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The Moon

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I took this photo of the moon because i was finding it very difficult to get anything other than just a white blob. As they say practice makes perfect and i am pleased that this has turned out reasonably well, so now i will keep practising and hopefully one day soon i will get the perfect moon. Any advice on how to acheive this would be most welcome, thanks

Brand:NIKON CORPORATION
Camera:Nikon D7000 Check out Nikon Nation!
Lens:70-300mm f/4-5.6 G
Recording media:JPEG (digital)
Date Taken:28 Jan 2013 - 10:31 PM
Focal Length:300mm
Lens Max Aperture:f/5.7
Aperture:f/18.0
Shutter Speed:1/50sec
Exposure Comp:0.0
ISO:200
Exposure Mode:Manual
Metering Mode:Spot
Flash:Off, Did not fire
White Balance:Cloudy
Title:The Moon
Username:Tain4u Tain4u
Uploaded:31 Jan 2013 - 12:44 AM
Tags:General, Moon full
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Comments

This photo is here for critique. Please only comment constructively and with suggestions on how to improve it.
Sooty_1
Sooty_1 Critique Team 41202 forum posts United Kingdom198 Constructive Critique Points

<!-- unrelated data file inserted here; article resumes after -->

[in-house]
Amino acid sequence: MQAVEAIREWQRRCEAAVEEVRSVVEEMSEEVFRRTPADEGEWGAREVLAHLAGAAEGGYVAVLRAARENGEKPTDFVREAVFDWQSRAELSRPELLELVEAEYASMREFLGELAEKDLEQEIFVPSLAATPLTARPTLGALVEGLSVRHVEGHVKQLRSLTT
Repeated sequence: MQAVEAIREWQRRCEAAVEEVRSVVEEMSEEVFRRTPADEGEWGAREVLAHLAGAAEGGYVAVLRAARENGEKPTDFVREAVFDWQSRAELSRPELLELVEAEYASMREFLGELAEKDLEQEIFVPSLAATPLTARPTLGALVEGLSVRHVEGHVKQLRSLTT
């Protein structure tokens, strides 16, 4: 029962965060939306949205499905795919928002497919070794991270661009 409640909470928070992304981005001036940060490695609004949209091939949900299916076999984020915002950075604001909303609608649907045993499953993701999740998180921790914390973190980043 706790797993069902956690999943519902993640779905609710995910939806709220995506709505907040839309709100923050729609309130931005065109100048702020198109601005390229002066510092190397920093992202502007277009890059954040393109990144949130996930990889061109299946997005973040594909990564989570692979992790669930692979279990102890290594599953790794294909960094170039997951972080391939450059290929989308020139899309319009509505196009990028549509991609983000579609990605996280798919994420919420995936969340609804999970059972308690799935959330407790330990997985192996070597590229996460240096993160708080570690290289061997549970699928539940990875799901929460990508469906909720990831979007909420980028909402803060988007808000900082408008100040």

31 Jan 2013 - 7:53 AM

Remember that the moon is lit by the sun, in the same way Earth is, so exposures will be broadly similar. Just because it is night here, it doesn't mean the moon is dark, so the light parts will have exposures around 1/125 at f/8 with 100 ISO.
The best and most detailed shots of the moon will be when it's quite a bit less than full, as the grazing light near the terminator (where light meets shadow) picks out detail on the surface. If you think of the full moon being front lit, there are no good shadows to show the details, whereas side lighting brings out the texture. As you can see from this picture, there is little sharp detail.
It's also better to shoot the moon higher in the sky to minimise the amount of atmosphere you shoot through, as this degrades the image. I'm guessing you handheld this as it isn't critically sharp.